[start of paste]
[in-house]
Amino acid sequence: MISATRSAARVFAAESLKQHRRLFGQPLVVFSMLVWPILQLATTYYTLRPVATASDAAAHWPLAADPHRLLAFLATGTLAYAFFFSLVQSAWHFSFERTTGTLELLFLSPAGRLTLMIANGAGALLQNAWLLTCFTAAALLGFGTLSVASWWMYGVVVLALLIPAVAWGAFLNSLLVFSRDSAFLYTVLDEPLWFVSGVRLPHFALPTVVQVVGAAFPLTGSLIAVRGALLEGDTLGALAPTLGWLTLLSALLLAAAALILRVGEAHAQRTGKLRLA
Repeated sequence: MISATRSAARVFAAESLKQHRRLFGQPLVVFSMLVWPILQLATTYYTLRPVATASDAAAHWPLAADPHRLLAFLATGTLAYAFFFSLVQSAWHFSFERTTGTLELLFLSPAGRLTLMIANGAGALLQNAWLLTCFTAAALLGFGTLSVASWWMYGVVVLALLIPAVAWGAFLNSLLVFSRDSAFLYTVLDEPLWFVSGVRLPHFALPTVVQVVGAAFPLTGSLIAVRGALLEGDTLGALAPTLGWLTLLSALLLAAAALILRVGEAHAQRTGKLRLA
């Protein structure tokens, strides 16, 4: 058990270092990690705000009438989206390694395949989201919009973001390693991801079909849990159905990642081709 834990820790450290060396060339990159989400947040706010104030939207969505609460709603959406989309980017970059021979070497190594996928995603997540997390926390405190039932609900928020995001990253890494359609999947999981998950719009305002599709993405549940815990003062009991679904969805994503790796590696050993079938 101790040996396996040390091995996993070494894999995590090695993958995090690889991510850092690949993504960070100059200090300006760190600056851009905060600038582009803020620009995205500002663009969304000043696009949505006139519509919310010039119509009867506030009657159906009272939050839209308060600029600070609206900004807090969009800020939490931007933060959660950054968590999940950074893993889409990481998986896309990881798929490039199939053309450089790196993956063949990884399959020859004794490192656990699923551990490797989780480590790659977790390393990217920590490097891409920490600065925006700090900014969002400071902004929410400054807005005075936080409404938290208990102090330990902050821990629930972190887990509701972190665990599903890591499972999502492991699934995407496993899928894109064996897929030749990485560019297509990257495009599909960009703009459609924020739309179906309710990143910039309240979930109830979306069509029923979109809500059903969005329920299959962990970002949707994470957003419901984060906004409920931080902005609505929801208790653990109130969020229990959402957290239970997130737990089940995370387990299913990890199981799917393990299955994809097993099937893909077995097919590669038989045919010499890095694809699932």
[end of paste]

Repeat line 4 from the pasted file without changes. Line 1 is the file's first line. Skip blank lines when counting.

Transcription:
């Protein structure tokens, strides 16, 4: 058990270092990690705000009438989206390694395949989201919009973001390693991801079909849990159905990642081709 834990820790450290060396060339990159989400947040706010104030939207969505609460709603959406989309980017970059021979070497190594996928995603997540997390926390405190039932609900928020995001990253890494359609999947999981998950719009305002599709993405549940815990003062009991679904969805994503790796590696050993079938 101790040996396996040390091995996993070494894999995590090695993958995090690889991510850092690949993504960070100059200090300006760190600056851009905060600038582009803020620009995205500002663009969304000043696009949505006139519509919310010039119509009867506030009657159906009272939050839209308060600029600070609206900004807090969009800020939490931007933060959660950054968590999940950074893993889409990481998986896309990881798929490039199939053309450089790196993956063949990884399959020859004794490192656990699923551990490797989780480590790659977790390393990217920590490097891409920490600065925006700090900014969002400071902004929410400054807005005075936080409404938290208990102090330990902050821990629930972190887990509701972190665990599903890591499972999502492991699934995407496993899928894109064996897929030749990485560019297509990257495009599909960009703009459609924020739309179906309710990143910039309240979930109830979306069509029923979109809500059903969005329920299959962990970002949707994470957003419901984060906004409920931080902005609505929801208790653990109130969020229990959402957290239970997130737990089940995370387990299913990890199981799917393990299955994809097993099937893909077995097919590669038989045919010499890095694809699932």